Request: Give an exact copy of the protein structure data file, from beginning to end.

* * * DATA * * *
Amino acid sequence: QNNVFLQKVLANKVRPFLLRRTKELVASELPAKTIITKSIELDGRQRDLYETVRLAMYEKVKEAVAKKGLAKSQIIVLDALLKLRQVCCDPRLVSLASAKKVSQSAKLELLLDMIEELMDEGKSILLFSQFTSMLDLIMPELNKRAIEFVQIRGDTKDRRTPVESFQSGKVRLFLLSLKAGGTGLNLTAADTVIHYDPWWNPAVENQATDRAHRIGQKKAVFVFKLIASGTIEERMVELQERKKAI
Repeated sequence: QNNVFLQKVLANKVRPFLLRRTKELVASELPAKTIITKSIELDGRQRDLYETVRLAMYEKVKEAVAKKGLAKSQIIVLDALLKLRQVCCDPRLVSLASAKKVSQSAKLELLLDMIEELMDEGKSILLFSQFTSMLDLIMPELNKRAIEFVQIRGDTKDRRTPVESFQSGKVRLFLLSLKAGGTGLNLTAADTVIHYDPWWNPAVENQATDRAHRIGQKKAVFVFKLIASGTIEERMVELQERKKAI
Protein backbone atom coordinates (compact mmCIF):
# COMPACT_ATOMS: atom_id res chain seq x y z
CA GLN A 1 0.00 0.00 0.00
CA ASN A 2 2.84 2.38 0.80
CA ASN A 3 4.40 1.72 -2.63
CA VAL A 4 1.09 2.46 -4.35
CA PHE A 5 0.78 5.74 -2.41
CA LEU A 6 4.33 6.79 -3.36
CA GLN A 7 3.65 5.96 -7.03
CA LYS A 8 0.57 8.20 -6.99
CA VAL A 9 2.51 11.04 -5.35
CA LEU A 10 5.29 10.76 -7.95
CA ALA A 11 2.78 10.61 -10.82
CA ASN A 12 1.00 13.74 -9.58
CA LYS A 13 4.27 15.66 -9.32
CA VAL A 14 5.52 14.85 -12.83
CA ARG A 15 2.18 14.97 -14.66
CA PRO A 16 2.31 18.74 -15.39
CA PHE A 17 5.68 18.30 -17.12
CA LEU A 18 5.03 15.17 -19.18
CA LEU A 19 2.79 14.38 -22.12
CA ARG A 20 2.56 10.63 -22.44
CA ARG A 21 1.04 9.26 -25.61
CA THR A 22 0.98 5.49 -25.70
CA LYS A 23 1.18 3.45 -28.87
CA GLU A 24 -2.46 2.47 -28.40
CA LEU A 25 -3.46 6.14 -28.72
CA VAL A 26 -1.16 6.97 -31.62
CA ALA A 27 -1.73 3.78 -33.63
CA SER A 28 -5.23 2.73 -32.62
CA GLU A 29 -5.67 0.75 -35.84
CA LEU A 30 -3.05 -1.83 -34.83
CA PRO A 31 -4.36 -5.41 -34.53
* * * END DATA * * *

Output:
Amino acid sequence: QNNVFLQKVLANKVRPFLLRRTKELVASELPAKTIITKSIELDGRQRDLYETVRLAMYEKVKEAVAKKGLAKSQIIVLDALLKLRQVCCDPRLVSLASAKKVSQSAKLELLLDMIEELMDEGKSILLFSQFTSMLDLIMPELNKRAIEFVQIRGDTKDRRTPVESFQSGKVRLFLLSLKAGGTGLNLTAADTVIHYDPWWNPAVENQATDRAHRIGQKKAVFVFKLIASGTIEERMVELQERKKAI
Repeated sequence: QNNVFLQKVLANKVRPFLLRRTKELVASELPAKTIITKSIELDGRQRDLYETVRLAMYEKVKEAVAKKGLAKSQIIVLDALLKLRQVCCDPRLVSLASAKKVSQSAKLELLLDMIEELMDEGKSILLFSQFTSMLDLIMPELNKRAIEFVQIRGDTKDRRTPVESFQSGKVRLFLLSLKAGGTGLNLTAADTVIHYDPWWNPAVENQATDRAHRIGQKKAVFVFKLIASGTIEERMVELQERKKAI
Protein backbone atom coordinates (compact mmCIF):
# COMPACT_ATOMS: atom_id res chain seq x y z
CA GLN A 1 0.00 0.00 0.00
CA ASN A 2 2.84 2.38 0.80
CA ASN A 3 4.40 1.72 -2.63
CA VAL A 4 1.09 2.46 -4.35
CA PHE A 5 0.78 5.74 -2.41
CA LEU A 6 4.33 6.79 -3.36
CA GLN A 7 3.65 5.96 -7.03
CA LYS A 8 0.57 8.20 -6.99
CA VAL A 9 2.51 11.04 -5.35
CA LEU A 10 5.29 10.76 -7.95
CA ALA A 11 2.78 10.61 -10.82
CA ASN A 12 1.00 13.74 -9.58
CA LYS A 13 4.27 15.66 -9.32
CA VAL A 14 5.52 14.85 -12.83
CA ARG A 15 2.18 14.97 -14.66
CA PRO A 16 2.31 18.74 -15.39
CA PHE A 17 5.68 18.30 -17.12
CA LEU A 18 5.03 15.17 -19.18
CA LEU A 19 2.79 14.38 -22.12
CA ARG A 20 2.56 10.63 -22.44
CA ARG A 21 1.04 9.26 -25.61
CA THR A 22 0.98 5.49 -25.70
CA LYS A 23 1.18 3.45 -28.87
CA GLU A 24 -2.46 2.47 -28.40
CA LEU A 25 -3.46 6.14 -28.72
CA VAL A 26 -1.16 6.97 -31.62
CA ALA A 27 -1.73 3.78 -33.63
CA SER A 28 -5.23 2.73 -32.62
CA GLU A 29 -5.67 0.75 -35.84
CA LEU A 30 -3.05 -1.83 -34.83
CA PRO A 31 -4.36 -5.41 -34.53